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APIs: The Chicken or the Egg

This is the fourth post in this series where I have been writing about the drive for new technology. Is need driving innovation or is innovation driving demand? In other words, what came first: the chicken or the egg? In this post, I explore an area of innovation focused on APIs.

Lately, the use of APIs has evolved in a number of ways. One way is as an alternative programming paradigm where tools create programs, often in Java, that make use of interfaces to legacy systems including mainframes, i Series servers and web hosting environments consisting of servers, firewalls and load balancers. The focus of these programs is interfacing with other systems so hence the label APIs.

Ever wonder about the size of the API management software market?  According to Forrester, nearly 40 percent of U.S. enterprises will adopt API management solutions by 2020. And, U,S, companies will spend $660 million on API management solutions in 2020. In short, enterprises are making broad investments in API infrastructure.

Combines the Need to Modernize Plus Generating New Business

The creation of API management products by software industry leaders is both a response to a need and an inventive new way help their customers engage new opportunities. Modernization of systems and applications has been an ongoing activity for decades. Companies are looking for new ways to do it and APIs offer benefits of speed and low cost. But, that is only the half of it for APIs. According to Gartner, the API economy is an enabler for turning a business or organization into a platform. How is this possible? According to Gartner, the API economy is a set of business models and channels based on secure access of functionality and exchange of data. So, to answer the question: new models and channels make this possible.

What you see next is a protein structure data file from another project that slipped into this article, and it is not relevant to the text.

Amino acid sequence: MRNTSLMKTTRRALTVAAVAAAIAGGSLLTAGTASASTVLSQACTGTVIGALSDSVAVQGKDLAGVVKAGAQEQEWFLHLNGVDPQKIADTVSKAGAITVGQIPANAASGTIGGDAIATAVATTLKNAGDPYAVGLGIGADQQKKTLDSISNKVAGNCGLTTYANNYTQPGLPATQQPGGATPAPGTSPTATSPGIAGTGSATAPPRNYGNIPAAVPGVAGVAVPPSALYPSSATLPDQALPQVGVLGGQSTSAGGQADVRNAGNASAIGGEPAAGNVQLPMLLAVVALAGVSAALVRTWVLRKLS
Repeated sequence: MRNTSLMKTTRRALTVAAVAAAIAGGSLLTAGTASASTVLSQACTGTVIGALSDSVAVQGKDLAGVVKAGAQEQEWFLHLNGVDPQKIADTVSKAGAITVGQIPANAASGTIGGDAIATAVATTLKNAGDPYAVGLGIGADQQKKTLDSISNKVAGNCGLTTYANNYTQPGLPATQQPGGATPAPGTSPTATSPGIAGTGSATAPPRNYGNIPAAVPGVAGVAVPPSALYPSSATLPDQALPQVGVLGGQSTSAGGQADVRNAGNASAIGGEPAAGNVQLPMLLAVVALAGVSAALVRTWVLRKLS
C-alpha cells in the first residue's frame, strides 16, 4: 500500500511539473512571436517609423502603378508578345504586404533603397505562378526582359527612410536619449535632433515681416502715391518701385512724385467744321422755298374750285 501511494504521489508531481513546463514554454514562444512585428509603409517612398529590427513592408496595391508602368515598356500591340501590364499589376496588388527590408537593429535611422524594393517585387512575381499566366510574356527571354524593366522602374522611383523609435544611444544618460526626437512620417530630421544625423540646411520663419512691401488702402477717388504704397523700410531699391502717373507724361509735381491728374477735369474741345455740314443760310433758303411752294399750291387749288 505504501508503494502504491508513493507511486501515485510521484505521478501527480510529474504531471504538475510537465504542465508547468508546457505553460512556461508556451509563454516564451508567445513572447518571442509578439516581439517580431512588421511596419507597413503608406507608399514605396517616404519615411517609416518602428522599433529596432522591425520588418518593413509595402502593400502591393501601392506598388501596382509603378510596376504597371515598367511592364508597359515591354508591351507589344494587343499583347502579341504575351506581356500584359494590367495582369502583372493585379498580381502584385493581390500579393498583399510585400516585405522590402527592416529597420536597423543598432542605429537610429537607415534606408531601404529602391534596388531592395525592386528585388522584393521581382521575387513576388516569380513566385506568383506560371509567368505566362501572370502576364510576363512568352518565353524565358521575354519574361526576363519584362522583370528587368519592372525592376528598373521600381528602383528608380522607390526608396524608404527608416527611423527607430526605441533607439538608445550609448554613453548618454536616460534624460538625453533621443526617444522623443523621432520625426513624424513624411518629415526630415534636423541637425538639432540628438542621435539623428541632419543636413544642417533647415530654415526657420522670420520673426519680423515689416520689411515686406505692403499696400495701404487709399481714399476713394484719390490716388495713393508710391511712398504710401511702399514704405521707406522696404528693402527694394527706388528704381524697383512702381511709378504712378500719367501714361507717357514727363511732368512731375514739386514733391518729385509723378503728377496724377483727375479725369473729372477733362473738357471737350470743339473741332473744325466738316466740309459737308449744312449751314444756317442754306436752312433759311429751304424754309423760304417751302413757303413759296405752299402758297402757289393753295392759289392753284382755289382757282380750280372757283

Alternative Programming Paradigm

Some kinds of APIs are programs. The program type of API has come about since the creation of cloud computing. These small data programs called microprograms are grouped into applications. These applications are used by companies to generate revenue, lower costs, improve efficiency and respond to competitive pressures. These programs are created in an integrated development environment and they provide a connection between the legacy world (called the systems of record) and the new world of engagement like mobile devices. These microservices APIs are surrounded by support capabilities like a management console, security, analytics and logging that are used for governance. The most complete API management programs have a full life-cycle approach that is needed because these microservices APIs are applications that need to be handled as company assets.

API and Enterprise Computing

In 2015, IBM announced z/OS Connect Enterprise Edition, a strategic API gateway into z/OS. This gateway is a configurable, high throughput interface into CICS, IMS, DB2 and WebSphere Application Server. This product is used to make APIs that utilize data from CICS and IMS applications while requiring no changes to the application’s underlying COBOL or PL/1 code. Since z/OS Connect is a gateway, the most important thing it does is help transform applications written in one architectural style to a different one. It is very well documented so you can understand exactly what to do even if the tasks are not always native to your skillset.

Meeting New Challenges

It’s interesting and useful that APIs have been reinvented and brought forth in a completely new way. The old APIs, access methods like QSAM and VSAM, are vital and still in use. The new APIs have found their use in the data-sharing setting to save costs and improve efficiency. The microservices APIs are supplementing applications in many businesses to satisfy needs unmet by existing applications and systems. The microservices APIs are making their impact by providing powerful levels of integration, in an application context, without the need for changes to the existing systems of record.

Microservices API programs are not without their challenges. Just like conventional application assets, you design and build the API programs then they are deployed, managed, made highly available as necessary, backed up and eventually retired. These disciplines must be given the proper level of attention in order for the APIs to reliability carry out their purpose.